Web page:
There’s something very comforting about tradition this time of year, therefore I understand why people gravitate towards that green bean casserole made with canned cream of mushroom soup. I never had it in my house growing up, but wouldn't dare berate it as I’m sure it’ll appear on millions of tables tomorrow and be happily gobbled up. Who am I to mess with tradition on Thanksgiving?

At our house we enjoy our Thanksgiving meal rather late in the day (between 4 and 6 pm), and I’m really not sure why, although maybe it’s because that’s the usual custom at my mom and dad's house, so it must have carried over to us. We normally host a medley of people, but this year it’s just the two of us. It just kind of worked out that way, plus I have some deliveries to make earlier in the afternoon for the new business. Since there is no real sense of urgency or rush about dinner itself, I plan to lounge around in my pajamas most of the morning while drinking some spiked coffee and making fun of the Macy Day Parade in New York (I know it’s not called that, but that’s what I like to call it). The boy and I have had spiked coffee every Thanksgiving morning for yearsss and I can’t imagine a Thanksgiving without it.

Nutty Irishman. For one serving:

. coffee
. 1 oz Frangelico (hazelnut liqueur)
. 1 oz Bailey’s (or other Irish cream)
. Whipped cream

Pour coffee and liqueurs in cup. Stir, and top with whipped cream. Drink. Repeat. Smooth sailing into the morning.

Since we will be eating the feast so much later in the day, I plan on having some snacky things to munch on. I always have bowls of spiced mixed nuts and caramelized onion dip with chips (one of the only times of the year I’ll eat potato chips). The spiced nuts are easy peasy:

. one of those 11.5 oz cans of unsalted mixed nuts that has cashews in it (if you can only find salted, that’s fine; just be lighter with salt addition later in the recipe)
. ½ teaspoon of cayenne pepper
. 2 teaspoons brown sugar
. 1 teaspoon kosher salt
. 1 tablespoon butter
. 2 tablespoons of finely chopped up herbs like rosemary and thyme

Melt the butter and sugar in a large nonstick skillet over medium heat. Add the cayenne pepper, salt, and herbs; stir together. Add the nuts and stir to ensure they’re evenly coated. Cook them in the skillet for 3 to 4 minutes longer over low heat until they’re heated through and smell good. Spoon the nuts into a bowl and serve.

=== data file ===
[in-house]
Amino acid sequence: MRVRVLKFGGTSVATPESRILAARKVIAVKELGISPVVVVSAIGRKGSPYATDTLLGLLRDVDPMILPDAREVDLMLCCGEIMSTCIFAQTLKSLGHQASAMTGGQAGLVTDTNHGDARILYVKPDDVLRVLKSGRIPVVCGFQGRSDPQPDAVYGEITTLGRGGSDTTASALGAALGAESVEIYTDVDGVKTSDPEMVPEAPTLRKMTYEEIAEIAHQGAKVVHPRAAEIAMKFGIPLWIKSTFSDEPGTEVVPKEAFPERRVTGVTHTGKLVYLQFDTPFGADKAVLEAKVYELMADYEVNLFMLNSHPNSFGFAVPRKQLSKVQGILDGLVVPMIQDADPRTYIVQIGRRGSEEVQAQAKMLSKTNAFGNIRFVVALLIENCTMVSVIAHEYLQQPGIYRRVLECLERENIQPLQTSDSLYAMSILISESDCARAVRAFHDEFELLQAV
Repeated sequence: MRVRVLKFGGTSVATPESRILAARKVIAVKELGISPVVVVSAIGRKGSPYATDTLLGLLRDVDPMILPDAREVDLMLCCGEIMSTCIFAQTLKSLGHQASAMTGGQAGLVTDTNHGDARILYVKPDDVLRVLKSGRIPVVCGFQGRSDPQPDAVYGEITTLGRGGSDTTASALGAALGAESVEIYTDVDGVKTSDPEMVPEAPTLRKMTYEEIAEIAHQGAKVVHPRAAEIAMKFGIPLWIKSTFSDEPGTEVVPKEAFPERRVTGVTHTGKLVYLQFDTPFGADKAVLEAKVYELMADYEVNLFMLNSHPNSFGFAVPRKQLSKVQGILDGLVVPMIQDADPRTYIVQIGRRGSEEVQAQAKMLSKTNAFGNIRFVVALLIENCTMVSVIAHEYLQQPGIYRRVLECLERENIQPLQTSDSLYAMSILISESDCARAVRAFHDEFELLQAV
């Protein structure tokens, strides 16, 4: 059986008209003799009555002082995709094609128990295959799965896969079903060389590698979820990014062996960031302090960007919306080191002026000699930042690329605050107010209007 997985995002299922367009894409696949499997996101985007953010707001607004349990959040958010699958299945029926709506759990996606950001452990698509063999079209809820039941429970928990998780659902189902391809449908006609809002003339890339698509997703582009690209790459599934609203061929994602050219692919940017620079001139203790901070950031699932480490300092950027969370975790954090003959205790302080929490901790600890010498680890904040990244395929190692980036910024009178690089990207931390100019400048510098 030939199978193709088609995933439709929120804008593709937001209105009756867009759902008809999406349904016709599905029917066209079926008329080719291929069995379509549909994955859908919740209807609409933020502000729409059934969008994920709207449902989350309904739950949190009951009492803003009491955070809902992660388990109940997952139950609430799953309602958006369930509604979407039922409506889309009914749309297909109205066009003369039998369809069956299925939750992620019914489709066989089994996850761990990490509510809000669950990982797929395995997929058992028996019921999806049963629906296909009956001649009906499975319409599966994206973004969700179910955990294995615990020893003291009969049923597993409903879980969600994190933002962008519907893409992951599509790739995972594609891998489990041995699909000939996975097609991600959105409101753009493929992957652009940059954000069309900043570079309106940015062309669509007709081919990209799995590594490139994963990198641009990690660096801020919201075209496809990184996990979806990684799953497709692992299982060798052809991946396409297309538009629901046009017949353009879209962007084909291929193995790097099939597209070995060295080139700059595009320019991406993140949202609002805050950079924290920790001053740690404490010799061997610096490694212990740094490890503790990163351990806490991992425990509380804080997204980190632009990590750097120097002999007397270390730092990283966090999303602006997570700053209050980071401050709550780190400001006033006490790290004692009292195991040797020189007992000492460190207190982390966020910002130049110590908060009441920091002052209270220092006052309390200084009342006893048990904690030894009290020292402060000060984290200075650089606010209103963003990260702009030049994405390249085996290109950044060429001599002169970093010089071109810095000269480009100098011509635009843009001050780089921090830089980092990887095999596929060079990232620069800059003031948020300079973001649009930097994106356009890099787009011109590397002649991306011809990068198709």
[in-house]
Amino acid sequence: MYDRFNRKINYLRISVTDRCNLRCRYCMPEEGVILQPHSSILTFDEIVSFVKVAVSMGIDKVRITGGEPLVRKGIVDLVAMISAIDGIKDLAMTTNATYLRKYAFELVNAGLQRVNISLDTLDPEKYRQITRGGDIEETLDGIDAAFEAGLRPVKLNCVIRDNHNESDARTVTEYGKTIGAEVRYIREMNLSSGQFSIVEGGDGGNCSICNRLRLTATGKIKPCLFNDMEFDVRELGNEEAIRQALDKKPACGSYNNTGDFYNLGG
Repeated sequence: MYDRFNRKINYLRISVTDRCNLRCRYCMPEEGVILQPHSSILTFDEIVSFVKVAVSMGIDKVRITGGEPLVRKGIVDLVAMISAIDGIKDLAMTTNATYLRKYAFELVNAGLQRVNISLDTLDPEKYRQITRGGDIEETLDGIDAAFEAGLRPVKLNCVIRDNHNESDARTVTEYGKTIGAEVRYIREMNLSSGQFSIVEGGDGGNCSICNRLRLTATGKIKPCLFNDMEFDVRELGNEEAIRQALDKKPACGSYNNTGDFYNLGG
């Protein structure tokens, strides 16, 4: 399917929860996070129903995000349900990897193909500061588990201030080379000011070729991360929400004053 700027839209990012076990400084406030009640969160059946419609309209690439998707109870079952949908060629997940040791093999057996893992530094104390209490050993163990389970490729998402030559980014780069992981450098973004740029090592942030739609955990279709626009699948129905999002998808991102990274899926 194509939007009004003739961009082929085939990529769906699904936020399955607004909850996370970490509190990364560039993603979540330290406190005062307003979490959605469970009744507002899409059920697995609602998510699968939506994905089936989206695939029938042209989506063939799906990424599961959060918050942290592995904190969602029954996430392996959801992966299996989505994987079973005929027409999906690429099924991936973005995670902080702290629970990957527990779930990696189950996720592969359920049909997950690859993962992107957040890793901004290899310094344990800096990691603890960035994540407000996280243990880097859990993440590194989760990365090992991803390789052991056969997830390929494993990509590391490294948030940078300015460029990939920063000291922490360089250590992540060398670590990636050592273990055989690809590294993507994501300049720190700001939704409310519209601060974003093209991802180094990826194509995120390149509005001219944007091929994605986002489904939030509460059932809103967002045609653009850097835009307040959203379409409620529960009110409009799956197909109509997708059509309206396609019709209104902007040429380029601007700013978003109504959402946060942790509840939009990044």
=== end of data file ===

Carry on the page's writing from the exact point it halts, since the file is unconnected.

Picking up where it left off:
Tomorrow I’ll also be serving pigs in blankets. I’ve made them the last couple of thanksgivings (and also for any other festive party), and I like them because they are great warm but are equally as good at room temperature, so they can be left out on the sideboard for people to snack on. Put out little bowls of a variety of things to dip them in. I like stone ground mustard and a spicy barbecue sauce myself, but any sauce will do. I’m sure you’ve got plenty of half used bottles of dippy things in the door of your fridge.

Pigs in blankets – adapted from Nigella Lawson’s Nigella Bites

Technically these are “cows in blankets”, as I normally use little beef sausages, but “pigs in blankets” sounds so much more charming than “cows in blankets”; at least, that’s what I think.

. 2 cups flour
. 1 teaspoon baking powder
. 1 teaspoon salt
. 2 tablespoons grated good cheddar cheese (white if you can find it; if not, yellow is just fine)
. 1 cup whole milk
. 1 egg, beaten
. 3 tablespoons canola or vegetable oil
. 1 or 2 packages of little beef smokies (you can find them near the hot dogs and sausages at your grocery store) (I say 1 or 2 packages because I’m not sure how many of these you want to make – each package has about 20 ish sausages I think)
. 1 egg mixed with a splash of milk and a pinch of salt.

1. Preheat oven to 425 degrees F. Line a baking sheet with parchment paper.

2. Put flour, baking powder, salt, and cheese into a large bowl and mix with a fork. Make a well in the middle; add the milk, egg, and oil. Mix together. You may need to add a bit more flour or a bit more milk, depending on the humidity in your kitchen. Don’t be alarmed if you do. The dough should come together and be somewhat soft but not too sticky.

3. Roll the dough out onto a floured surface. You can roll it out however thick as you like it. Anywhere between ¼ inch or less is good. Cut dough into strips about 1 ¾ inch to 2 inches wide – this does not have to be perfect at all. You will notice that this dough is very forgiving, so should you screw up cutting one of the strips, who cares? Pat it back together and roll it out again. No biggie. Not the end of the world. Cut the strips at around 2 or 3 inch intervals.

4. Take one of the sausages and place it at the end of one of the strips, and roll it up, squeezing in the end so that it doesn’t unravel. Place it on the parchment lined baking sheet. Repeat with the others until you’ve got a full sheet (you may end up needing another baking sheet). Take that last egg mixed with milk and salt, and using a pastry brush paint the egg wash on the wrapped babies. Put the baking sheet(s) in the oven for 12 to 15 minutes or until they’re golden, brown, and delicious looking. Chuck them on a serving tray along with little bowlfuls of dippy sauces.

Here’s wishing you all a really happy Thanksgiving! and please remember to stop and smell the roses.


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